October at-a-glance…regulations

White House requires federal agencies to reduce regulatory burdens

As part of ongoing efforts to encourage “fairness in administrative enforcement and adjudication,” the White House Office of Management and Budget (OMB) issued clarification on Section 6 of Executive Order 13924. “The memo was issued by the White House to all federal agency heads as part of President Trump’s regulatory relief and economic recovery initiatives around COVID-19,” said Jeff Longsworth, NAFEM legal counsel, Barnes & Thornburg.

To help agencies implement Section 6, OMB shared several best practices for consideration, including the following:

  • The government should bear the burden of proving an alleged violation of law, rather than the subject of enforcement having to prove compliance.
  • Administrative enforcement should be prompt and fair.
  • All rules of evidence and procedures should be public, clear and effective.
  • Penalties should be proportionate, transparent and imposed in adherence to consistent standards and only as authorized by law.
  • Liability should be imposed only for violations of statutes or duly issued regulations, after notice and an opportunity to respond.
  • Administrative enforcement should be free of unfair surprises.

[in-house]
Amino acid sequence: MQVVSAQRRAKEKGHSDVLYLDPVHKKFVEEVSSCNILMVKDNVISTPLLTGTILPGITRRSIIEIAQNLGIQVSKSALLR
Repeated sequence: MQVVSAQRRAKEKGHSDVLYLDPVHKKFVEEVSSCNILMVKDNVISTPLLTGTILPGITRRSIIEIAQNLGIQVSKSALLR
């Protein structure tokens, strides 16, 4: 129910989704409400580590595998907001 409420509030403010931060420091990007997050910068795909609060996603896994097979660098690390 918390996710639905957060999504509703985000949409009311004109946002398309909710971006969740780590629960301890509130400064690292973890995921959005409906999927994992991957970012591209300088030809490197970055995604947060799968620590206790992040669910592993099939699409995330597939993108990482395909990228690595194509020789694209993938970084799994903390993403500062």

The executive order requires agencies to issue any final rules needed to address the executive order for public comment by Nov. 26.

Dept. of Labor considers revising definition of independent contractors

The definition of an independent contractor versus an employee is under review by the U.S. Department of Labor (DOL). The proposed rule, “once finalized, will make it easier to identify employees covered under the Fair Labor Standards Act, while respecting the decision other workers make to pursue the freedom and entrepreneurialism associated with being an independent contractor,” said Secretary of Labor Eugene Scalia. Additional information on DOL is available here.

WARN Act regulations require advance notice of layoffs and closing

As parts of the U.S. brace for a second wave of COVID-19 escalation, the U.S. Department of Labor (DOL) provides a convenient FAQ on the Worker Adjustment and Retraining Notification (WARN) Act. Employers with 100 or more full-time employees are required to provide at least 60 calendar days advance written notice of a worksite closing affecting 50 or more employees. The WARN Act makes certain exceptions to the requirements when employers can show that layoffs or worksite closings occurred due to faltering companies, unforeseen business circumstances and natural disasters. COVID-19-related decisions may fall within these guidelines. In such instances, the WARN Act requires employers to provide as much notice to their employees as possible. Detailed requirements are available in DOL’s FAQ. Additional information on DOL is available here .